If the Government paid that say, £20,000 per incremental result, that would cost only £300,000. It could be certain that it is receiving good value for money and that it would not require any additional budget! That sum paid to the charity would be a valuable addition to and diversification of their funding sources.

Since the Justice DataLab is already operational, there would be negligible additional administration cost required. Charities would simply make a claim linked to the outcomes of the DataLab report. They would then need to submit data for each year to be able to benefit from ongoing funding.
There have been several past attempts to stimulate the use of best practice to reduce reoffending rates, e.g. the Peterborough Social Impact Bond and the failed Transforming Rehabilitation scheme. The benefit of this proposal over those initiatives is that it leaves the service provider free to determine the most effective type of intervention and then rewards them based on a simple but highly relevant metric, namely the rate of reoffending. The risk attached to implementing it is low.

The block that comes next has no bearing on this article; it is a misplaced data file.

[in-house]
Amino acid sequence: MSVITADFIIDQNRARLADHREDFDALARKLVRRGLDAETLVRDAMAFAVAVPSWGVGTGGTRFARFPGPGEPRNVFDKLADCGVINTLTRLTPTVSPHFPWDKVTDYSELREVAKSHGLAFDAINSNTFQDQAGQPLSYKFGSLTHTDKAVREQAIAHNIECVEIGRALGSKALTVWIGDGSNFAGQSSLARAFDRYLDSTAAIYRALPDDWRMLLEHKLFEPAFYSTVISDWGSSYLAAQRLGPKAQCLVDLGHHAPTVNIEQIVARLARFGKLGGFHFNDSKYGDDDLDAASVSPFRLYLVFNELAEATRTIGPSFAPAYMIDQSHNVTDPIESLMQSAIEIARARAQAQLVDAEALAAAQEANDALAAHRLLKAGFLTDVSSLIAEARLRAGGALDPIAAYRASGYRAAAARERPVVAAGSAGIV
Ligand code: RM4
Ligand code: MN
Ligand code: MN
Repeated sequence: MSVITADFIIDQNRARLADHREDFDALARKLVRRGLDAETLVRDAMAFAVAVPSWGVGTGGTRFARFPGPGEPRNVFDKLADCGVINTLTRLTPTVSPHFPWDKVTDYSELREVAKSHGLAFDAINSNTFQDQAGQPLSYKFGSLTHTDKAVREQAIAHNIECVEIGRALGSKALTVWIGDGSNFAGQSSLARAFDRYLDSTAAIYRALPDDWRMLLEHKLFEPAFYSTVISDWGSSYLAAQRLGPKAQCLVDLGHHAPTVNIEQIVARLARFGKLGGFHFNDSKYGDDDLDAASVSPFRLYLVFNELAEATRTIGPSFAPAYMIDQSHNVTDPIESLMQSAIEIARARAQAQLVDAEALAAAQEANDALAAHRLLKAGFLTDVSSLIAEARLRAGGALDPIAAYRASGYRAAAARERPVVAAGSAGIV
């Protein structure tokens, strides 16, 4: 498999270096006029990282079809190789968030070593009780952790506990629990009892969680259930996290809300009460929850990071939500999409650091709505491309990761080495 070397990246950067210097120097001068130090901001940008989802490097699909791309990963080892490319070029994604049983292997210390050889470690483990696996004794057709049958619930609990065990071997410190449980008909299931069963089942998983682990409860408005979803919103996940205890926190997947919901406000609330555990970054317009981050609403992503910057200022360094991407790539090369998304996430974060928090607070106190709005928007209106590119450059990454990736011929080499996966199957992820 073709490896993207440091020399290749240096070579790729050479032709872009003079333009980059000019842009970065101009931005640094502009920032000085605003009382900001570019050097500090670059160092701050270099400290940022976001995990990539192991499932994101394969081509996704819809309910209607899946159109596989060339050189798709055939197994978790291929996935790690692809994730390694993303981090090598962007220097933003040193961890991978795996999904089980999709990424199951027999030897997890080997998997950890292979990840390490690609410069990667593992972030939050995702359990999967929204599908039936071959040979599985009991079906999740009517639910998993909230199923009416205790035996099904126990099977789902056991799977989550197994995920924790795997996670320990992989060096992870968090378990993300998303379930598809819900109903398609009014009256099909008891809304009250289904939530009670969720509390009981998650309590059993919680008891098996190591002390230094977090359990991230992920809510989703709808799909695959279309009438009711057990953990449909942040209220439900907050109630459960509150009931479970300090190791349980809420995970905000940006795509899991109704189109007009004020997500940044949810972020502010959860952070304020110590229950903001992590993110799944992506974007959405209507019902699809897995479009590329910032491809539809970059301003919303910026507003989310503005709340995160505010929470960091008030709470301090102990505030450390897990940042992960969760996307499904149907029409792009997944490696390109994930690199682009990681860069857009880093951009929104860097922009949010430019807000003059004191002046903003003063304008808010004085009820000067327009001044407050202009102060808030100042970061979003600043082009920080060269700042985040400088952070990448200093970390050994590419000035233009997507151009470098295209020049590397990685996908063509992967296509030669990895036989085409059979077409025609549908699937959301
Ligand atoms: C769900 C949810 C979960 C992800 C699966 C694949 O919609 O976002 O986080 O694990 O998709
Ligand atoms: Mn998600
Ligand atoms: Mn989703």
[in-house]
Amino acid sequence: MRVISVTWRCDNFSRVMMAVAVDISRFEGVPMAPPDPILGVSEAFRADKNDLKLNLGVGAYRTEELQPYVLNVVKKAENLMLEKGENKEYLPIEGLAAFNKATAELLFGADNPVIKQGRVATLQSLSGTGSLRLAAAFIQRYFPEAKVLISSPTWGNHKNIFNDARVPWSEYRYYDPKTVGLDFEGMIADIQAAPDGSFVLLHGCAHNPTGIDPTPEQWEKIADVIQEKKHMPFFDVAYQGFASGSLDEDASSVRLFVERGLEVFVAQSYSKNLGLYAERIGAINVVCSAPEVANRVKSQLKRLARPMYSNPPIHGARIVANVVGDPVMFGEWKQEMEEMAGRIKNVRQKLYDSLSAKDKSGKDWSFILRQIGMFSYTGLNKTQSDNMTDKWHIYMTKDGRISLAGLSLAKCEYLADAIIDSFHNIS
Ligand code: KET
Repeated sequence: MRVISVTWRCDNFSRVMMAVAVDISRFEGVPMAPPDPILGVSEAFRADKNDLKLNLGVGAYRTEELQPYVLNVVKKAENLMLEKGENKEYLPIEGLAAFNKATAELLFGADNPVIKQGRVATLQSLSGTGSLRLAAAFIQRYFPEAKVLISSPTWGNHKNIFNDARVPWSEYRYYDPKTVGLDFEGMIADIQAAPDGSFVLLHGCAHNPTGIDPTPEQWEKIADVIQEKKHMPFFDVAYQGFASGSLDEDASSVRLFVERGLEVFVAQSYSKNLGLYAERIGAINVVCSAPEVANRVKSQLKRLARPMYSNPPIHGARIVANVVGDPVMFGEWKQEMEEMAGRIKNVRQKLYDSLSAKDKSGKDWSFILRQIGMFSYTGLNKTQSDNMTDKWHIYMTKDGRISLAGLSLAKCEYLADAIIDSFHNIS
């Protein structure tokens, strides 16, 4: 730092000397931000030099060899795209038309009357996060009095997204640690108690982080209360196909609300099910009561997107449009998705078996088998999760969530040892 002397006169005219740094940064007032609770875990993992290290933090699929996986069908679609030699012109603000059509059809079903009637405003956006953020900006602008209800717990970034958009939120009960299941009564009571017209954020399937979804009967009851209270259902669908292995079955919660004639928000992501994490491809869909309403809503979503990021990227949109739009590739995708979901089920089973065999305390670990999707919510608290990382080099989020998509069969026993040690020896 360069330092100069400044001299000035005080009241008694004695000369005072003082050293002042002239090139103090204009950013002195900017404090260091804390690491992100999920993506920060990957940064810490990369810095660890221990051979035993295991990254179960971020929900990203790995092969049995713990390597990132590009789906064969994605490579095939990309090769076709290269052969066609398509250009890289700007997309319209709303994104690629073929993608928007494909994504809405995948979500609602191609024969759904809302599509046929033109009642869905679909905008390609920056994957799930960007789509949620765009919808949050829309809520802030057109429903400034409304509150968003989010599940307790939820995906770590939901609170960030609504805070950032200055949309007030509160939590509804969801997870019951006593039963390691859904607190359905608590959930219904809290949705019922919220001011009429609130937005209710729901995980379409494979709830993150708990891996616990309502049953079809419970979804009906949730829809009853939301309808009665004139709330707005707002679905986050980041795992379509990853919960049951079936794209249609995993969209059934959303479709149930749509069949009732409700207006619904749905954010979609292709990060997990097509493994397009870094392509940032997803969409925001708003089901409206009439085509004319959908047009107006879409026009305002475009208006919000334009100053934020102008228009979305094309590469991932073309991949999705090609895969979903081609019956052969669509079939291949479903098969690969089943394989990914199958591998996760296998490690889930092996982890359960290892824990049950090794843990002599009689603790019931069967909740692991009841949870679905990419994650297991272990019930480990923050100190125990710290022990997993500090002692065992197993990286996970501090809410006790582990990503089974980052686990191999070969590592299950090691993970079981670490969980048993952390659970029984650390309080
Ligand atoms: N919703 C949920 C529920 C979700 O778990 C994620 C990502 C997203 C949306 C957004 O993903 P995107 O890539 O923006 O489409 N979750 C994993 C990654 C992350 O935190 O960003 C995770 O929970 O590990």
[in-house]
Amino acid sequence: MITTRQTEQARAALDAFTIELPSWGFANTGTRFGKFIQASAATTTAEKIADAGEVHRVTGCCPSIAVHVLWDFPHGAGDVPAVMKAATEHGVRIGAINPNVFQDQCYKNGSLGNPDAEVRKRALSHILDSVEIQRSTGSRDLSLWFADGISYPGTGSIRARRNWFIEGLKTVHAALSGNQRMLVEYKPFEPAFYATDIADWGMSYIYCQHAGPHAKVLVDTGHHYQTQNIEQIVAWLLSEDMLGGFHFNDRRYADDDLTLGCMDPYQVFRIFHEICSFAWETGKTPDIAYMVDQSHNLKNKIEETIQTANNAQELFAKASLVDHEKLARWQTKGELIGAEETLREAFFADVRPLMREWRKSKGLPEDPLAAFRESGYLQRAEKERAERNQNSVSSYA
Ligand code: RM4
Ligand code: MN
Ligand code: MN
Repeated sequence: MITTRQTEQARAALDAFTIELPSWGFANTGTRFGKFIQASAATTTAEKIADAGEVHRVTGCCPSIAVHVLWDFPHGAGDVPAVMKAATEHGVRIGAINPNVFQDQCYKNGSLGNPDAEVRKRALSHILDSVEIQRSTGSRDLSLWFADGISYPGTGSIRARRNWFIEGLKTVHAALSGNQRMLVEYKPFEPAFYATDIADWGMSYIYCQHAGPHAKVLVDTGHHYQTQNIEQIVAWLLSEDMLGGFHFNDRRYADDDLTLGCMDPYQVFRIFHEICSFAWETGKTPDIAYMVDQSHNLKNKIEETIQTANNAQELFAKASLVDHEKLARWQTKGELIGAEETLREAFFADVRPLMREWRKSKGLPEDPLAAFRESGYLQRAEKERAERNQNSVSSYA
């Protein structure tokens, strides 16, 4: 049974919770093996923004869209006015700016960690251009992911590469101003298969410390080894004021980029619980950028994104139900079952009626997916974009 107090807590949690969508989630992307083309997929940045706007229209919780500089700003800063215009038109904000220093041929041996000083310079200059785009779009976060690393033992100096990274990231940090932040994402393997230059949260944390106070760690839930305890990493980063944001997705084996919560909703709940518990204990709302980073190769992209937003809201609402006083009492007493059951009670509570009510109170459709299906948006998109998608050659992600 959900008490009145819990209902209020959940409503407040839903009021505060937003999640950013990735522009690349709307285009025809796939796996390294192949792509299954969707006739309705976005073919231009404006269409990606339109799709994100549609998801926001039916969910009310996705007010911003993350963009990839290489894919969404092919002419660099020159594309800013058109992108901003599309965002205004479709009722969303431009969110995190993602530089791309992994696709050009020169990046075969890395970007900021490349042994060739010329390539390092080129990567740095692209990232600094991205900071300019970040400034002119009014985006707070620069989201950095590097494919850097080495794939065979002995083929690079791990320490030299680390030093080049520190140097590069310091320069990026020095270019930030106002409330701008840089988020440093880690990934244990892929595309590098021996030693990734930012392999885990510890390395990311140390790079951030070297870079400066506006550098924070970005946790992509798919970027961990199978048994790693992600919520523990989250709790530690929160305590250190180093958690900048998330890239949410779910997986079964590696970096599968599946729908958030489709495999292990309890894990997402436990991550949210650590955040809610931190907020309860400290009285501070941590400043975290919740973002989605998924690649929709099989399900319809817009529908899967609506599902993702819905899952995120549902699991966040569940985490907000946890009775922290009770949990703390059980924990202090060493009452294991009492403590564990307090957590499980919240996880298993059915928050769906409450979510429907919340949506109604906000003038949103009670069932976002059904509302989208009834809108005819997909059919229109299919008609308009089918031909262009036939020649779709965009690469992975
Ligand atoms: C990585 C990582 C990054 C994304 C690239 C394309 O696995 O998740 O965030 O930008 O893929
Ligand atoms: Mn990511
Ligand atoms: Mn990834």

Other Sectors

Many types of charitable intervention are inherently difficult, in some cases impossible, to measure accurately. But there are many others where a DataLab would greatly improve the quality of data available. This would allow better decisions to be taken, both by the procurers of services and by the providers.

Some examples:

  • Education, depending on cohort:
    • Number reaching top universities
    • Number achieving GCSE pass grades in English and Maths
    • Number being excluded
  • Work
    • Number achieving regular employment
  • Healthcare
  • Reduction in NHS visits/consultations
  • Conclusions
    1. Wherever possible, government departments should be required to establish DataLabs
    2. Where possible, recipients of government funding should be compelled to submit data to the appropriate DataLab
    3. Reward payments should be made to organisations displaying positive impact (unless they had been funded in advance). There should be no additional cost to the Treasury because most of the interventions would already have achieved savings in excess of the amounts to be awarded.